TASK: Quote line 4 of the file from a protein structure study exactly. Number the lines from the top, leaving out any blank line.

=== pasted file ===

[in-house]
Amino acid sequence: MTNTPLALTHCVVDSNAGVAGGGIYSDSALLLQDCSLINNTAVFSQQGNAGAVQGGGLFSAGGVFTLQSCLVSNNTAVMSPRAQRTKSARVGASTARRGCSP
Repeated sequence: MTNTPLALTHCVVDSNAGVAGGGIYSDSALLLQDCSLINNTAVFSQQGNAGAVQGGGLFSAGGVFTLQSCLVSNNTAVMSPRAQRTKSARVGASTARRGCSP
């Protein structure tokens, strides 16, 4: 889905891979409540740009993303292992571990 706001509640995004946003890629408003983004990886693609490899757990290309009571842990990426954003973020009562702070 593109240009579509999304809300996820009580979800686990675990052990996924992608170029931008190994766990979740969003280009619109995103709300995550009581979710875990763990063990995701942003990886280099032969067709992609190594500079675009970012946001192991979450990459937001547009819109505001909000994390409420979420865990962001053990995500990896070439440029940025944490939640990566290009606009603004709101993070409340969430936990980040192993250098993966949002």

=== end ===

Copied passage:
């Protein structure tokens, strides 16, 4: 889905891979409540740009993303292992571990 706001509640995004946003890629408003983004990886693609490899757990290309009571842990990426954003973020009562702070 593109240009579509999304809300996820009580979800686990675990052990996924992608170029931008190994766990979740969003280009619109995103709300995550009581979710875990763990063990995701942003990886280099032969067709992609190594500079675009970012946001192991979450990459937001547009819109505001909000994390409420979420865990962001053990995500990896070439440029940025944490939640990566290009606009603004709101993070409340969430936990980040192993250098993966949002």